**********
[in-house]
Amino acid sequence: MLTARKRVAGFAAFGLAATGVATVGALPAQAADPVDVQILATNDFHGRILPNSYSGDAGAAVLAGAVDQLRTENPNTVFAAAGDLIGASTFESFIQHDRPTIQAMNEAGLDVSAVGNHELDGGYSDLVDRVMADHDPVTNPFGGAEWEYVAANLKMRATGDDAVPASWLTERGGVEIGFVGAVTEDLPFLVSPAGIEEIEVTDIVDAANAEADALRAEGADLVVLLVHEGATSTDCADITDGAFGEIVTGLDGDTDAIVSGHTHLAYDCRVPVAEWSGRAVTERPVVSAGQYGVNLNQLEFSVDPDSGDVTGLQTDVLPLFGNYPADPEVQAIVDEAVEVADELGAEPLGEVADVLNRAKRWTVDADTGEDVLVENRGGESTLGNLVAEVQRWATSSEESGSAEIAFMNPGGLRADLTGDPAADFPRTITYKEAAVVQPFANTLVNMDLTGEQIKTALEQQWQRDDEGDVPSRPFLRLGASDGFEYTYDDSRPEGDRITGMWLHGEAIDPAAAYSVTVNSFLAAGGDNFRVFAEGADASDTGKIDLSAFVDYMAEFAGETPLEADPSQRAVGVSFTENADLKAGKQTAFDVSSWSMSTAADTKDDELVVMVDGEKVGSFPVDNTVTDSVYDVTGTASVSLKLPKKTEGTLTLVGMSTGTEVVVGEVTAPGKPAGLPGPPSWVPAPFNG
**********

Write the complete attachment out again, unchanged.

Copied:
[in-house]
Amino acid sequence: MLTARKRVAGFAAFGLAATGVATVGALPAQAADPVDVQILATNDFHGRILPNSYSGDAGAAVLAGAVDQLRTENPNTVFAAAGDLIGASTFESFIQHDRPTIQAMNEAGLDVSAVGNHELDGGYSDLVDRVMADHDPVTNPFGGAEWEYVAANLKMRATGDDAVPASWLTERGGVEIGFVGAVTEDLPFLVSPAGIEEIEVTDIVDAANAEADALRAEGADLVVLLVHEGATSTDCADITDGAFGEIVTGLDGDTDAIVSGHTHLAYDCRVPVAEWSGRAVTERPVVSAGQYGVNLNQLEFSVDPDSGDVTGLQTDVLPLFGNYPADPEVQAIVDEAVEVADELGAEPLGEVADVLNRAKRWTVDADTGEDVLVENRGGESTLGNLVAEVQRWATSSEESGSAEIAFMNPGGLRADLTGDPAADFPRTITYKEAAVVQPFANTLVNMDLTGEQIKTALEQQWQRDDEGDVPSRPFLRLGASDGFEYTYDDSRPEGDRITGMWLHGEAIDPAAAYSVTVNSFLAAGGDNFRVFAEGADASDTGKIDLSAFVDYMAEFAGETPLEADPSQRAVGVSFTENADLKAGKQTAFDVSSWSMSTAADTKDDELVVMVDGEKVGSFPVDNTVTDSVYDVTGTASVSLKLPKKTEGTLTLVGMSTGTEVVVGEVTAPGKPAGLPGPPSWVPAPFNG